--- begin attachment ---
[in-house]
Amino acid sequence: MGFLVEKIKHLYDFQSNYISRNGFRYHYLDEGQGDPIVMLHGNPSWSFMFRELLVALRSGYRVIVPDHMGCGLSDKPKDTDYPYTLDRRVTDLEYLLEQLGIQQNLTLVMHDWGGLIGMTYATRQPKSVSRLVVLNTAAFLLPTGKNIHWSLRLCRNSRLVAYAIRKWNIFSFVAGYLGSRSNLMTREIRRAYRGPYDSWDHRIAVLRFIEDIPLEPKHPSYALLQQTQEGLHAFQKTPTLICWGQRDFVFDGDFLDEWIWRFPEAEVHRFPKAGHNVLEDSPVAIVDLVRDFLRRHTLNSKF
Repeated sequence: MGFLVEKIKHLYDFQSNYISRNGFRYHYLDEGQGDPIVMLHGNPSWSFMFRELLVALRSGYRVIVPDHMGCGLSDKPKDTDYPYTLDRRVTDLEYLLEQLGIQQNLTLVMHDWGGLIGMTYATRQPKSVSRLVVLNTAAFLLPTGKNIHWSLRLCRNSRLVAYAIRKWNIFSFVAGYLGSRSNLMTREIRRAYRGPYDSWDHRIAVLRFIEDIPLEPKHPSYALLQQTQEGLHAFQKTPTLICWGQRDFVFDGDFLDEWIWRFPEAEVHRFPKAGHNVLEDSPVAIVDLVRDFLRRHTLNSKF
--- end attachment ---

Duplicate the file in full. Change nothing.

[in-house]
Amino acid sequence: MGFLVEKIKHLYDFQSNYISRNGFRYHYLDEGQGDPIVMLHGNPSWSFMFRELLVALRSGYRVIVPDHMGCGLSDKPKDTDYPYTLDRRVTDLEYLLEQLGIQQNLTLVMHDWGGLIGMTYATRQPKSVSRLVVLNTAAFLLPTGKNIHWSLRLCRNSRLVAYAIRKWNIFSFVAGYLGSRSNLMTREIRRAYRGPYDSWDHRIAVLRFIEDIPLEPKHPSYALLQQTQEGLHAFQKTPTLICWGQRDFVFDGDFLDEWIWRFPEAEVHRFPKAGHNVLEDSPVAIVDLVRDFLRRHTLNSKF
Repeated sequence: MGFLVEKIKHLYDFQSNYISRNGFRYHYLDEGQGDPIVMLHGNPSWSFMFRELLVALRSGYRVIVPDHMGCGLSDKPKDTDYPYTLDRRVTDLEYLLEQLGIQQNLTLVMHDWGGLIGMTYATRQPKSVSRLVVLNTAAFLLPTGKNIHWSLRLCRNSRLVAYAIRKWNIFSFVAGYLGSRSNLMTREIRRAYRGPYDSWDHRIAVLRFIEDIPLEPKHPSYALLQQTQEGLHAFQKTPTLICWGQRDFVFDGDFLDEWIWRFPEAEVHRFPKAGHNVLEDSPVAIVDLVRDFLRRHTLNSKF